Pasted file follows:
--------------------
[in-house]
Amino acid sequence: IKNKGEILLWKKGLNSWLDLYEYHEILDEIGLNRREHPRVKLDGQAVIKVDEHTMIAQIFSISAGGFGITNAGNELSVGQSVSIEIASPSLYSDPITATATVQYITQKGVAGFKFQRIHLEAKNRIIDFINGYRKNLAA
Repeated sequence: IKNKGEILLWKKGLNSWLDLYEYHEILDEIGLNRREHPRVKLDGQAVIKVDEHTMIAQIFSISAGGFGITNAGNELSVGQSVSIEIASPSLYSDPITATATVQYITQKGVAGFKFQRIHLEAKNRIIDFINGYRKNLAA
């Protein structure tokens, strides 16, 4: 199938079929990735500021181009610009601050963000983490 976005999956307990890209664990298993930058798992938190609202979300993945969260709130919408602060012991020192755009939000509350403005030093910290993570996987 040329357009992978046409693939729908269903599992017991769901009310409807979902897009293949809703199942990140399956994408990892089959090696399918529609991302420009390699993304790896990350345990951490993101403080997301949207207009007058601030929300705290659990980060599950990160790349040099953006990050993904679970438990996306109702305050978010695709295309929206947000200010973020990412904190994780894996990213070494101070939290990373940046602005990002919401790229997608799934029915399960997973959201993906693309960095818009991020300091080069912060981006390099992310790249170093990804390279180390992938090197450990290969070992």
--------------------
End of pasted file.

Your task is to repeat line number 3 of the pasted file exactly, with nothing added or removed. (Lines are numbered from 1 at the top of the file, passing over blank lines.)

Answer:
Repeated sequence: IKNKGEILLWKKGLNSWLDLYEYHEILDEIGLNRREHPRVKLDGQAVIKVDEHTMIAQIFSISAGGFGITNAGNELSVGQSVSIEIASPSLYSDPITATATVQYITQKGVAGFKFQRIHLEAKNRIIDFINGYRKNLAA